Kaulig Capital is a new family office which manages the assets of Matt Kaulig, founder and chairman of LeafFilter Gutter Protection Systems, which today brings in over $300 million in annual revenue. Kaulig sold 70% of the business to Gridiron Capital in 2016. We talked to Cameron Miele, Managing Director at Kaulig Capital, about how the investment landscape is changing, why being part of a new family office is exciting, and more.
MMR: What is Kaulig Capital’s main investment focus?
Since our family office is so new and relatively small, we really don’t have the resources to try to take an opportunity from investment banking memo, to management presentation, to letter of intent, to purchase agreement all the way to a close. I tell people, “I’d drown myself in diligence and take myself out of the market for six months.” What we’re really looking for today is to find good partners that we can work with. That could be fundless sponsors, business owners looking to take chips off the table, operators who want to buy a business, multi-family office deals, or club deals. But we’re really looking for somebody else to be the beast of burden when it comes to the transaction. We can be an equity filler, either a control position or a minority position, but we want it to be a meaningful stake where we can have some board representation to help craft the company’s strategy and effectuate change if we see an issue.
LeafFilter is our main holding at Kaulig Capital and its the largest gutter protection company in the country with 1600 employees and 48 sales offices. We’re adding a new sales office every month. Since the family office was established, we’ve made approximately 13 additional investments. To date they’ve been relatively modest co-investments, since we’re still really getting our feet underneath us.
MMR: What industries are you interested in?
We’re generalists but we’re looking primarily to business services, manufacturing, industrial distribution, and consumer-facing businesses. We’re not big tech guys, we don’t do a lot of restaurant deals or oil and gas or heavy industry businesses like foundries.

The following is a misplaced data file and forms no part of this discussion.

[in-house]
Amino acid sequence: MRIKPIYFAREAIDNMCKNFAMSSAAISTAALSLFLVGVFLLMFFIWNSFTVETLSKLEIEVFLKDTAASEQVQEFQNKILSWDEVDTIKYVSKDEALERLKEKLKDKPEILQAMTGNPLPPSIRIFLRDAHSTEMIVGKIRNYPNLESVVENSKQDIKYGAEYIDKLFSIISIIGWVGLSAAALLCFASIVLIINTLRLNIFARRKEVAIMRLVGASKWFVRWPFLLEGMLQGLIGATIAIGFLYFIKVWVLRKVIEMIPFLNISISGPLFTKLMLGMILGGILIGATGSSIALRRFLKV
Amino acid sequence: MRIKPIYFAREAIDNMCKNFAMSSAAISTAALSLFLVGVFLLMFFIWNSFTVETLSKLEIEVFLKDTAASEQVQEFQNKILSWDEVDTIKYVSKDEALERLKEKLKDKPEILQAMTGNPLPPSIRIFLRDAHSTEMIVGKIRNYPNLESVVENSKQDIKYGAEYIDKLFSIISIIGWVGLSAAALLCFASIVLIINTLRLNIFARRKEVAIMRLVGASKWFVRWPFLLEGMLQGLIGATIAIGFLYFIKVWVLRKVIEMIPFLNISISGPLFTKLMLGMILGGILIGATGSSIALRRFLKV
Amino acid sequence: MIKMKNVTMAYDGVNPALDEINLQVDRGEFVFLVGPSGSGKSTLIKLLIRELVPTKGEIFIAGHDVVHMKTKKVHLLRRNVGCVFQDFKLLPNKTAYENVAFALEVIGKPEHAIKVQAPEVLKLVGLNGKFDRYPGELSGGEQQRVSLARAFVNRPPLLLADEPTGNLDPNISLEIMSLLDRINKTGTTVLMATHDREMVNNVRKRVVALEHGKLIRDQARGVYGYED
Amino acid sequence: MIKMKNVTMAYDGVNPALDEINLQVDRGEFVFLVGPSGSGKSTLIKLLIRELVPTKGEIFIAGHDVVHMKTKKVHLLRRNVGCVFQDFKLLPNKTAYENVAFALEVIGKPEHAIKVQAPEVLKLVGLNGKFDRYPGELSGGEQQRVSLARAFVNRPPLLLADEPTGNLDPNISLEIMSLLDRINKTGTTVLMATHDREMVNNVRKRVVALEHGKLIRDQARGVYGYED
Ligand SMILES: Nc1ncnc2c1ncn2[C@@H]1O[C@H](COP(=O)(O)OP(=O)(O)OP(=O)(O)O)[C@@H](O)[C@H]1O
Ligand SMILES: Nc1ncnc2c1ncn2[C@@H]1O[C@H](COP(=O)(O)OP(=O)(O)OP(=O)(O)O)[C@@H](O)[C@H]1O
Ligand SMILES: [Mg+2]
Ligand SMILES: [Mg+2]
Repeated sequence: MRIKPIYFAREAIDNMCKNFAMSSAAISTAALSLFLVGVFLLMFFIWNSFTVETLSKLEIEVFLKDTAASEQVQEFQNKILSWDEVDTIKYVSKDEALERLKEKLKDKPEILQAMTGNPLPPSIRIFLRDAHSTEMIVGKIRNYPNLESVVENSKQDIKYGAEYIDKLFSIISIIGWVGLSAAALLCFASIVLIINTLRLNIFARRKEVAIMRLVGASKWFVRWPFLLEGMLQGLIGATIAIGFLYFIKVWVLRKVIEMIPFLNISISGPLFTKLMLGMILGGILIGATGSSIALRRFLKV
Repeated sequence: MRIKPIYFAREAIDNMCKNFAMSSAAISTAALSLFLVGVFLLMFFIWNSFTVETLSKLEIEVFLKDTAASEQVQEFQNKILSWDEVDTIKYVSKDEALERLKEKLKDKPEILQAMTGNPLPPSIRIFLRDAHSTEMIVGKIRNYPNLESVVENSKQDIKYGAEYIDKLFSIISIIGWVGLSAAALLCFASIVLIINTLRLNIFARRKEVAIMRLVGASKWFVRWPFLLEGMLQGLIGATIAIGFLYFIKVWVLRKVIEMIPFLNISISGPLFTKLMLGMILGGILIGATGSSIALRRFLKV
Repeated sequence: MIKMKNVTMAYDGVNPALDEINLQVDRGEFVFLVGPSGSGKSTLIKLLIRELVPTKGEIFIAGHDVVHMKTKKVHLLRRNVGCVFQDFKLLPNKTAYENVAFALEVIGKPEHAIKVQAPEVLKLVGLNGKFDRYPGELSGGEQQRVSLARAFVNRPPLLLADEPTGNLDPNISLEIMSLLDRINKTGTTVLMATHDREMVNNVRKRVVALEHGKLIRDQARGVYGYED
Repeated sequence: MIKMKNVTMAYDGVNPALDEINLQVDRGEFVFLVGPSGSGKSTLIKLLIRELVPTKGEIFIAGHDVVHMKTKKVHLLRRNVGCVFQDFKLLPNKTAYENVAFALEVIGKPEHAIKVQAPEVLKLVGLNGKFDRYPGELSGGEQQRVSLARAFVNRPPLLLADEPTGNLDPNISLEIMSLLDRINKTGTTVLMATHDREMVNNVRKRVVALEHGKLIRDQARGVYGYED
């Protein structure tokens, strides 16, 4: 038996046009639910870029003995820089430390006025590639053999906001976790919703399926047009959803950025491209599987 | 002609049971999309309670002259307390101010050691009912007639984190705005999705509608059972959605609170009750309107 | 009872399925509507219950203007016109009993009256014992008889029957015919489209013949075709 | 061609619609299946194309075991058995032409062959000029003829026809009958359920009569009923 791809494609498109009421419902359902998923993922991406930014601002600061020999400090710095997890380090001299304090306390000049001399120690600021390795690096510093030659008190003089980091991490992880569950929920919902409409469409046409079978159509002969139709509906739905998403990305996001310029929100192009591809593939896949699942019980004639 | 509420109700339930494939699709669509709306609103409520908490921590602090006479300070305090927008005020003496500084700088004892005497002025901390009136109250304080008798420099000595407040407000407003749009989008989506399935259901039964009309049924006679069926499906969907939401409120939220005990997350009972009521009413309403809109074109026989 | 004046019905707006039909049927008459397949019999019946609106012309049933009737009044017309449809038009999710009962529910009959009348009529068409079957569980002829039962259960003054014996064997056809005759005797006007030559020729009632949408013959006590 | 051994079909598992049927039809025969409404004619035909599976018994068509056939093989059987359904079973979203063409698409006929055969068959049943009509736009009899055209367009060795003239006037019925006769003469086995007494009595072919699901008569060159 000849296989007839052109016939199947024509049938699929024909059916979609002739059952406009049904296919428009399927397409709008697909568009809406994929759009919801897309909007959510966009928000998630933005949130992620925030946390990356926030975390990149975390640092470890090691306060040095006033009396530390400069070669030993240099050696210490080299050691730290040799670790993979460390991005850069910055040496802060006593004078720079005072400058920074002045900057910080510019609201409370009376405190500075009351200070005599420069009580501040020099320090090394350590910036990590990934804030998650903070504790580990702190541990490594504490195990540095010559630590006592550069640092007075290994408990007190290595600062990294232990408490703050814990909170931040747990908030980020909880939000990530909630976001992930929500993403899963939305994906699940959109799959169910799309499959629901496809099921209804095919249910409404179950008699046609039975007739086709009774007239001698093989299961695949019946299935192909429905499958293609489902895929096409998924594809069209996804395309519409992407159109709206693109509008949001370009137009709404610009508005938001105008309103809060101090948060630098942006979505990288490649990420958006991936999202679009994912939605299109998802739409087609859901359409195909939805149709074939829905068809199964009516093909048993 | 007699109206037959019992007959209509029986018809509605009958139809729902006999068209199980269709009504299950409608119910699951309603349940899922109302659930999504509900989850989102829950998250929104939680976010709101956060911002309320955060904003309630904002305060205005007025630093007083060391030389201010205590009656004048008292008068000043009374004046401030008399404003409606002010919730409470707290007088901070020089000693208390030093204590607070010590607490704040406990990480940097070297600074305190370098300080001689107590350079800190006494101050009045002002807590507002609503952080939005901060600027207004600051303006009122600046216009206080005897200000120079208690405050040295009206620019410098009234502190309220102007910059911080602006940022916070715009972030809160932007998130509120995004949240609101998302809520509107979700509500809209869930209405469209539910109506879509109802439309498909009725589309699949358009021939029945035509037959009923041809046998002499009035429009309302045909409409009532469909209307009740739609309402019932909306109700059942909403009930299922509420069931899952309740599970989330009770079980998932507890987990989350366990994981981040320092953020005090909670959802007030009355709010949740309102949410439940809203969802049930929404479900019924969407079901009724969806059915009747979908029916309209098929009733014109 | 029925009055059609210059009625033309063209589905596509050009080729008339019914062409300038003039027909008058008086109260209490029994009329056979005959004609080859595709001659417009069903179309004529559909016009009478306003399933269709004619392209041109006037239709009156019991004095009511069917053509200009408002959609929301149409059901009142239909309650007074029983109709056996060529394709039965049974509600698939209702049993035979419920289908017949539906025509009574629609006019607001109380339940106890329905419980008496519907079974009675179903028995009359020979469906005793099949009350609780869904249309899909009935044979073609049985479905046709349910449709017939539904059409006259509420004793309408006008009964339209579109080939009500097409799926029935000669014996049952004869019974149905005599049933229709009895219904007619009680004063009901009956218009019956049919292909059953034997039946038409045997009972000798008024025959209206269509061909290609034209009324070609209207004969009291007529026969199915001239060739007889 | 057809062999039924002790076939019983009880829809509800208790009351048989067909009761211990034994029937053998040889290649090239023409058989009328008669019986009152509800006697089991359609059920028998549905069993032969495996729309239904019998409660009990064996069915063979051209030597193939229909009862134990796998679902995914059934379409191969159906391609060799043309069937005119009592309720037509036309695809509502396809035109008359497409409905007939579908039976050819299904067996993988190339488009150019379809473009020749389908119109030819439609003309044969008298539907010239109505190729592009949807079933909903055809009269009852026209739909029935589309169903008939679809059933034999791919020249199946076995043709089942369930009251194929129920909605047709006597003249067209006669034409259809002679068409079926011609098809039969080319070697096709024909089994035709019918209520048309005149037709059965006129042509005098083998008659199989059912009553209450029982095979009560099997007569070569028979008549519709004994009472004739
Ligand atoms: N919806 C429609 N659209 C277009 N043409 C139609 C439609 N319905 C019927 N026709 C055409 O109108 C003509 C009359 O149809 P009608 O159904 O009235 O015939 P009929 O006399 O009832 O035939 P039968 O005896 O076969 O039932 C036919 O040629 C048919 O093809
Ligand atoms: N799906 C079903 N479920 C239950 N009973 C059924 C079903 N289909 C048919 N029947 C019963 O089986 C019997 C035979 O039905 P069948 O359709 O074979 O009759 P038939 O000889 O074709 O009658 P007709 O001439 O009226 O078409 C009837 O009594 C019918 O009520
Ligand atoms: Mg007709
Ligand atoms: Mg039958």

MMR: You joined Kaulig in January after working at another family office. What’s exciting to you about this opportunity?
What I like about it is that we’ve got a whiteboard in front of us and we’re sketching out how we want to invest, check sizes, deals we want to look at and how we’re going to market. The world is our oyster right now and we’re just figuring it out and it’s been a lot of fun. Plus, Matt Kaulig is 45, full of energy, and really wants to get out there and aggressively invest.
MMR: How do you think the world of family offices is changing?
Family offices are becoming much more professional. If you look at a lot of the original family offices, I think they were dominated by family members and they were dabbling. They might have had one or two legacy companies that they owned and they were dabbling in real estate and dabbling in private equity making small investments, saying, “No,” a lot more than they were saying, “Yes.”
I think family offices today have outside professional managers of the family capital. Clearly there’s still some family representation, but I think they’ve gone from being quasi-private equity and private real estate investors to full-time private equity and real estate investors. Family offices today act like and compete with traditional private equity. They’ve got the capital, they’ve got a professional management team, they know how deals are done, they know what due diligence looks like and what valuations look like.
MMR: How do you differentiate yourselves in the marketplace?
The way we’ve always been very successful in winning deals is by marketing ourselves as patient capital that can also be very flexible when it comes to the capital stack. We make money by growing the business and giving everybody an opportunity; we’re not just thinking about an exit the day we buy the business. We have a much longer-term focus on how to grow the business rather than, “Let’s make three acquisitions, stick it all together, try to flip it and make a ton of money.” That sort of message resonates with selling shareholders that care about their legacy and the legacy of the business they or a family member may have started.
Because we’re investing our own money each deal is special to us, each deal needs to stand on its own, and each deal is meaningful.
MMR: How would a potential economic downturn shift your investment strategies?
I think it would create opportunities for us. The bull market has to end. I think the new administration has done a lot to bolster the market. The reduction in regulations, low unemployment, America-first focus has given the economy a lot of steam, but it just has to run out of steam eventually. It’s a natural economic cycle. But I think that will create a lot of opportunities for us because there will be a lot of private equity firms that have been forced to put money to work and who have purchased companies at very high valuations — unjustifiable valuation. They’ll be looking to potentially monetize their winners to make up for their losers. There could be bankruptcies. There could be spinoffs of pieces of businesses. I think when there’s a downturn family offices can be very successful because they can be very opportunistic.